As of today, vaccinations remain one of the most effective tools in the arsenal in the battle against the raging virus. Because the process of viral evolution is beyond our control, there is all the more reason to get jabbed. Some postulate better immunity among humans catalyzes viral evolution toward a less savage variant. Science suggests currently available vaccines may protect us less against transmission of the variant than against fatality caused by the infection. The efficacy of the vaccines is even more evident in the elderly who often fall ill when they contract the virus. One can imagine large numbers of the hoary bunch piling on hospital beds were they to be completely vulnerable to the virus. The already tattered healthcare system in Hong Kong may collapse. Elective surgeries may have to be postponed. Even emergency services can be delayed in the face of severe manpower shortages. A healthcare system in shambles augurs badly for any place to emerge from the specter of the pandemic. The European Center for Disease Prevention and Control states that the death rate from COVID-19 and the risks of health system implosion are priority considerations that drive health policy decisions. A few European countries such as Austria and France enacted a raft of policies ranging from vaccine mandates to vaccine passports to boost inoculation rates. That was why Portugal and the Netherlands locked down their countries in December when omicron swiftly battered the continent. The US and Britain, which dithered between encouraging inoculations and tighter social distancing policies, also suffered the most deaths among the club of rich countries.
Hong Kong has so far fared better than most countries in withstanding this pandemic. Low infection rates and few deaths mean more resources are left to nip outbreaks in the bud, all thanks to keeping a vivid goal in mind. Whether Hong Kong comes out strong from the pandemic depends on the ways in which businesses can reopen while death tolls are kept low. A high vaccination rate is a sine qua non for Hong Kong to reconnect to the Chinese mainland and other parts of the world. Vaccine passports should be mandated throughout the region to cover as many crowded areas as possible. Rapid antigen testing kits need to be distributed quickly to those who are eager for proof of health. If anti-vaxxers continue to hold the region hostage, the special administrative region government should also mull punitive measures like those Singapore has implemented: One regulation states that Singaporeans who refuse to get the jab should get the bill. Similarly, the Hospital Authority should refuse to subsidize healthcare for patients who are not inoculated by the vaccines provided for free out of taxpayers’ pockets without a solid reason. After two years, it is obvious we can no longer wait and wish away the virus. At perilous times as such, only bold and resolute leadership can end chaos.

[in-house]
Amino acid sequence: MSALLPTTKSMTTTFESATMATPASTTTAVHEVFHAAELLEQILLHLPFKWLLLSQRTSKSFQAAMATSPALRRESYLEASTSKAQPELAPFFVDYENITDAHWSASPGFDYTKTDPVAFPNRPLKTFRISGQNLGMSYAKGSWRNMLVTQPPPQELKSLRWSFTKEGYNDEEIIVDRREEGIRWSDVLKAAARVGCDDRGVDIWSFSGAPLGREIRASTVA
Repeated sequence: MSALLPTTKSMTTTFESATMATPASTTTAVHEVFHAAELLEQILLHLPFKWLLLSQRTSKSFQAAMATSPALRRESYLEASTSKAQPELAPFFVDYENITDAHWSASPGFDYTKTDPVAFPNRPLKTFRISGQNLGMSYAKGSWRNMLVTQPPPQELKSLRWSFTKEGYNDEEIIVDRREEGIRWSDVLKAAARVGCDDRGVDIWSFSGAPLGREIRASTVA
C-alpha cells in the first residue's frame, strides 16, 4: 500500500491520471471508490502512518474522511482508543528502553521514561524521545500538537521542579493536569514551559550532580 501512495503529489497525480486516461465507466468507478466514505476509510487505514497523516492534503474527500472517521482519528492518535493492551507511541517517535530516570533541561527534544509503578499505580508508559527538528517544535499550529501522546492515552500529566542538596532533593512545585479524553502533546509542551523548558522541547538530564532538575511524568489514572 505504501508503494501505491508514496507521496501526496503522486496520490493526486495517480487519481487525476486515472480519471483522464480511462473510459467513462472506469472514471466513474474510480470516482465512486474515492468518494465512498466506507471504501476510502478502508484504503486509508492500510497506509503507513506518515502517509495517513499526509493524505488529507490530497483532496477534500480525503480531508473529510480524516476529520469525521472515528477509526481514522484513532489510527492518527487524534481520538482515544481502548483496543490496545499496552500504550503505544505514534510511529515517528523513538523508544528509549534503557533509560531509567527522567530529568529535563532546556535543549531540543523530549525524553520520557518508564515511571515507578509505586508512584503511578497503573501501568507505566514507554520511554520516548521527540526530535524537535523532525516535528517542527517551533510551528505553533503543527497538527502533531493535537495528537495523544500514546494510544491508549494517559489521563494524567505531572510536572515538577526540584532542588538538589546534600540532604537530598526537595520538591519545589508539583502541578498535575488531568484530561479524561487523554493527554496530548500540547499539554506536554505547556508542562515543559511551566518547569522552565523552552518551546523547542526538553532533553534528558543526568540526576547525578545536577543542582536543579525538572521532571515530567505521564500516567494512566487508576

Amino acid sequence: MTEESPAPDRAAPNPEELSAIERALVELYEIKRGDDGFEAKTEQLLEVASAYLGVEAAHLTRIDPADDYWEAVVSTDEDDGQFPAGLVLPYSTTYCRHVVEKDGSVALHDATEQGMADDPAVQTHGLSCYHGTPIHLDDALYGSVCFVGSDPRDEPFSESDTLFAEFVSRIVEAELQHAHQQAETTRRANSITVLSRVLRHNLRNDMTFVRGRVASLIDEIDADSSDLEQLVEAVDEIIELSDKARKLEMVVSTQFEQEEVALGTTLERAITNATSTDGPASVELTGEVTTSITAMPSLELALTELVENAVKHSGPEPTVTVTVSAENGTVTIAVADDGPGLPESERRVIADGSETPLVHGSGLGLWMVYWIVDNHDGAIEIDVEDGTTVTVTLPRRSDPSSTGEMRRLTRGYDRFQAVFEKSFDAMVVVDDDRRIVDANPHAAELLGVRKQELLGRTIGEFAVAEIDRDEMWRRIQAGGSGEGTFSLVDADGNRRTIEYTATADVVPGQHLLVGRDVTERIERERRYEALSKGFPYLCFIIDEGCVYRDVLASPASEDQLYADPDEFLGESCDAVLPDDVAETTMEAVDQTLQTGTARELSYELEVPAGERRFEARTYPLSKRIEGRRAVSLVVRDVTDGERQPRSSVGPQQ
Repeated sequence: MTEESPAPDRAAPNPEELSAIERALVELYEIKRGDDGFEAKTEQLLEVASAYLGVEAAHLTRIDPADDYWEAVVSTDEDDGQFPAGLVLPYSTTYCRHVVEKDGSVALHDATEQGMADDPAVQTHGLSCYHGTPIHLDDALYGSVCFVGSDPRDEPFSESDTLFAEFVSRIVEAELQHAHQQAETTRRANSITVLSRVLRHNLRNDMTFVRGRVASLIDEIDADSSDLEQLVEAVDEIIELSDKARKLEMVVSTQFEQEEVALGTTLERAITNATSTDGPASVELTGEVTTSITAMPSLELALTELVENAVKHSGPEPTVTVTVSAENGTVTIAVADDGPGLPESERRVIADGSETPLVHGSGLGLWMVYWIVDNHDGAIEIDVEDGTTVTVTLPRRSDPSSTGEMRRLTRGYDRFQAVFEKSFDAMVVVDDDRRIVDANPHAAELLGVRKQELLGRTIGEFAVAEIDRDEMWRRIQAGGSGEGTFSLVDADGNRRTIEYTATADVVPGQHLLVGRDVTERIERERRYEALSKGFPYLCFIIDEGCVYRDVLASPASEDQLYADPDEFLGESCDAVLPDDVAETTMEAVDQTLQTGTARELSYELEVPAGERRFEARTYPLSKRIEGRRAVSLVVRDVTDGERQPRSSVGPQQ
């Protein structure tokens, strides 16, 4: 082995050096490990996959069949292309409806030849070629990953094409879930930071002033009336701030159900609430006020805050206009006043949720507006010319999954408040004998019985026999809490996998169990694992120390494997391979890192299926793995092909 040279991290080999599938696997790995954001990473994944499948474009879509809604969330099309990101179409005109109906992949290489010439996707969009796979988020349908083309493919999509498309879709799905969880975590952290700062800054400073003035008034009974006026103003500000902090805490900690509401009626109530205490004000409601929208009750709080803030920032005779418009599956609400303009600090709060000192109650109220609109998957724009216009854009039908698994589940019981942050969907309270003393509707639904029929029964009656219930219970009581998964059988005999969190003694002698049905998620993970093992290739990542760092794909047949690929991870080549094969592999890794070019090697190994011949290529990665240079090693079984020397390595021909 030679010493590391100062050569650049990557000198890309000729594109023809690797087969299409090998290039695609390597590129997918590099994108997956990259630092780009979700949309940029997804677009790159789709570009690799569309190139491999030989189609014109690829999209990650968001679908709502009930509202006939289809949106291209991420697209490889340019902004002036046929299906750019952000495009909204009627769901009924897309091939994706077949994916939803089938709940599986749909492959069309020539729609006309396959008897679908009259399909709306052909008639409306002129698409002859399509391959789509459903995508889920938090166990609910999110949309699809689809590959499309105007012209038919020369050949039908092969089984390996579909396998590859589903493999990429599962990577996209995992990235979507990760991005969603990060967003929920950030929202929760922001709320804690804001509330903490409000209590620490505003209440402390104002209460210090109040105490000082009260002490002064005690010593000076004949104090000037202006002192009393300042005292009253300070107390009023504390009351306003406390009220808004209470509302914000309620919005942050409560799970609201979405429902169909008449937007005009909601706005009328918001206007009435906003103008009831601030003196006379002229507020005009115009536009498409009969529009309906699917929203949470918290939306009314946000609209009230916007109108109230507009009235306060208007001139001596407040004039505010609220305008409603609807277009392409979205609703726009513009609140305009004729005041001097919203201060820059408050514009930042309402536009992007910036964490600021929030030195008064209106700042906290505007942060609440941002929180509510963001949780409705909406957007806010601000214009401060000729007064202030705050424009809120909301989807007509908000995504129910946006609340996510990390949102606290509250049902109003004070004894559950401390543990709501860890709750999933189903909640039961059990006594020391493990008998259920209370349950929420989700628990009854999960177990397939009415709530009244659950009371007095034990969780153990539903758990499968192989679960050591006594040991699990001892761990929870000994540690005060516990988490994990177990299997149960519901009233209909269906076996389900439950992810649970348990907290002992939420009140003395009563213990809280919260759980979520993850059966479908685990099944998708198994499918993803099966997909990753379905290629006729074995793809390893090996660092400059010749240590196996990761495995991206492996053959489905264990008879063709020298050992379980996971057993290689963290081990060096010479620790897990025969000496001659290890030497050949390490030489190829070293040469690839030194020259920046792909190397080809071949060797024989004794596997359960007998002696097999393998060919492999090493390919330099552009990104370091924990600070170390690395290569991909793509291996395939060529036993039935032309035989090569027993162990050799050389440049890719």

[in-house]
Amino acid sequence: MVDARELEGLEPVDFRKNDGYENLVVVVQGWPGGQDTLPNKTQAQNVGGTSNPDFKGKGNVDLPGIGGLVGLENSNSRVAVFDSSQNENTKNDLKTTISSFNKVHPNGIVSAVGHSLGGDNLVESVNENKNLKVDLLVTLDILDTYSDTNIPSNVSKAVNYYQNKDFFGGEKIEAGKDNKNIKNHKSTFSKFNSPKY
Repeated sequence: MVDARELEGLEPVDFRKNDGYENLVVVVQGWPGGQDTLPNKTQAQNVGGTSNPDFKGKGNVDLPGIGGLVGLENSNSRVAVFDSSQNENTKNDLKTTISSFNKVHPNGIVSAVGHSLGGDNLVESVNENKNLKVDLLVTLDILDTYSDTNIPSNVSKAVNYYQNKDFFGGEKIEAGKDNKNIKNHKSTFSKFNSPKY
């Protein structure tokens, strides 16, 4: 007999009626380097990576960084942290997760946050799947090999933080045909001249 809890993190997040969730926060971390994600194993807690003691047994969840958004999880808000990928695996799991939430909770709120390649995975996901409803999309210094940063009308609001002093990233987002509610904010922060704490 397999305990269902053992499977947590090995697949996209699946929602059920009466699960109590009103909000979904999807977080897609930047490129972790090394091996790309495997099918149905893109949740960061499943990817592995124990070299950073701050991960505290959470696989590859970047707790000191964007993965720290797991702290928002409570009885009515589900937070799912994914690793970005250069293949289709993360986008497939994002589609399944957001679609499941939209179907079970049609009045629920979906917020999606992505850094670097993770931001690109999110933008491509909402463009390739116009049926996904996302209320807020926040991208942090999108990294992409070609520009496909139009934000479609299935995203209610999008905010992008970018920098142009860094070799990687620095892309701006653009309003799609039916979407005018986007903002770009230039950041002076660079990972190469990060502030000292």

The author is a licensed medical doctor in Hong Kong and holds a Master of Public Health degree from Johns Hopkins University in the US state of Maryland.
The views do not necessarily reflect those of China Daily.
HONG KONG NEWS